Gestalt Meets New Phenomenology. Felt Body Communication – the Basis of Contact


Lecture for AAGT in 2014


Fritz Perls wrote:

We are still a long way from understanding the interrelations between […] organismic and personal behavior (Perls 1981, 289).

And: “I hope that we will someday have a language and terminology suitable to the holistic concept.” (Perls 1981, 181). We are still searching for that adequate holistic language. With this lecture I hope to expand the language domain a little.

The theory of gestalt therapy is based not only on gestalt psychology, but also and to a considerable degree on phenomenology. Among phenomenologists, it was mainly the traditional theorists like Hus­serl, Hei­de­gger, and Mer­leau-Pon­ty who were considered relevant for gestalt therapy.

Image 2: Schmitz

A trajectory that has yet received little attention beyond occasional references is the new phenomenology of Her­mann Schmitz, based on philosophers like Aristotle, Fich­te, He­gel, Hus­serl, Hei­de­gger, and Klages.

Her­mann Schmitz has been evolving the new phenomenology since 1964 as a practical philosophy. Over the years, he has tested and reviewed his theory with the help of psychotherapists, psychiatrists, and organizational consultants through therapy and consultancy supervision.

Like Perls, Her­mann Schmitz opposes a description of the world that is informed exclusively by scientific concepts. He refers, among other things, to the gestalt psychological foundations of “wholeness” (cf. Schmitz 1990, page 7).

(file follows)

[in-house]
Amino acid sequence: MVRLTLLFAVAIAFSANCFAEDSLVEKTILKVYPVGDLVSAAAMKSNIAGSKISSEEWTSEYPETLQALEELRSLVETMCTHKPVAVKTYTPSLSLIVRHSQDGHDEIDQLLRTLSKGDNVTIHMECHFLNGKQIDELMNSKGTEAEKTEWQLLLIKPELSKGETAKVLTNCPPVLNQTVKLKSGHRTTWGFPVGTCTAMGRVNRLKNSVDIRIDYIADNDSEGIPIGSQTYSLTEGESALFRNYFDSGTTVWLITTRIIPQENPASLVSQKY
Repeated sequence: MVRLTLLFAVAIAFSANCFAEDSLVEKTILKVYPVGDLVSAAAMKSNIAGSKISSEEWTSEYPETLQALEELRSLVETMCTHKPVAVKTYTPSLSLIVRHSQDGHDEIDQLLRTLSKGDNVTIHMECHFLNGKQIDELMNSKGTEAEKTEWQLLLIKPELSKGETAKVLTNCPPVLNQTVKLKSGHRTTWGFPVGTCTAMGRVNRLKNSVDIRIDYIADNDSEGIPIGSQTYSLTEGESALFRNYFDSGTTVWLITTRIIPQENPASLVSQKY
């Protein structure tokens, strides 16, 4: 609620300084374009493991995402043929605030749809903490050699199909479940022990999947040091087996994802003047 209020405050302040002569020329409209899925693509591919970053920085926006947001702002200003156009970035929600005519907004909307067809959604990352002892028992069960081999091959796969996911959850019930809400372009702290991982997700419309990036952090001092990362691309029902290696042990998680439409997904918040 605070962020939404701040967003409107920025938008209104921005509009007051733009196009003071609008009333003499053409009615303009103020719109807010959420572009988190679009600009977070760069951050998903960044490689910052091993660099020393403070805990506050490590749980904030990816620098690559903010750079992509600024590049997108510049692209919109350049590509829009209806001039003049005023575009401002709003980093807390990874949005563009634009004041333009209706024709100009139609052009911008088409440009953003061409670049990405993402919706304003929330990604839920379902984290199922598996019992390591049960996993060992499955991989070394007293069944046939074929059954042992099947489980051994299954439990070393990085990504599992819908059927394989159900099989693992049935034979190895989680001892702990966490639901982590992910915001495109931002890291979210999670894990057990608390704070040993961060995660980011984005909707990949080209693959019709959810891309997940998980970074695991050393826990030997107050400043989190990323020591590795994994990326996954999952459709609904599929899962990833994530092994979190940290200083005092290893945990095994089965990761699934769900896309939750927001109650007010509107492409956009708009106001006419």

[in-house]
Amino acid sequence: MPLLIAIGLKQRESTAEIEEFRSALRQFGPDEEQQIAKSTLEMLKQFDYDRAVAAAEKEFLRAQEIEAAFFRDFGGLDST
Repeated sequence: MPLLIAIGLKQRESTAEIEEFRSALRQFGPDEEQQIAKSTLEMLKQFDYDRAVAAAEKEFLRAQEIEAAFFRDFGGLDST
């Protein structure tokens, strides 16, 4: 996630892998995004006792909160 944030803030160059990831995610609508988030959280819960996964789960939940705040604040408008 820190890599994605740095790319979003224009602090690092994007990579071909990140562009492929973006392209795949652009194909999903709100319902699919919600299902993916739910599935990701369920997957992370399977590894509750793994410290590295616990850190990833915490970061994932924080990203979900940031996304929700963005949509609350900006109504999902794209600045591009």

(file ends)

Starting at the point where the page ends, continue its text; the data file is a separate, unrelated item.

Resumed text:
New phenomenology supports the holistic, existential, and experimental perspectives of gestalt therapy. Its approach leads to new theoretical and practical insights.

I will therefore proceed to connect the language of New Phenomenology with the concepts of gestalt therapy.

In doing so I will focus particularly on the mature organism model, the concept of contact process, contact and border, and the diagnosis of “psychological disturbances”.

 Image 4: overview

What do I have to accept as valid?

  1. Organismic model or corporeal dynamic?
  2. Contact at the boundary or corporeal communication and mutual encorporation?
  3. Contact cycle or personal regression and personal emancipation?
  4. Contact disorder or disturbed subjectivity?


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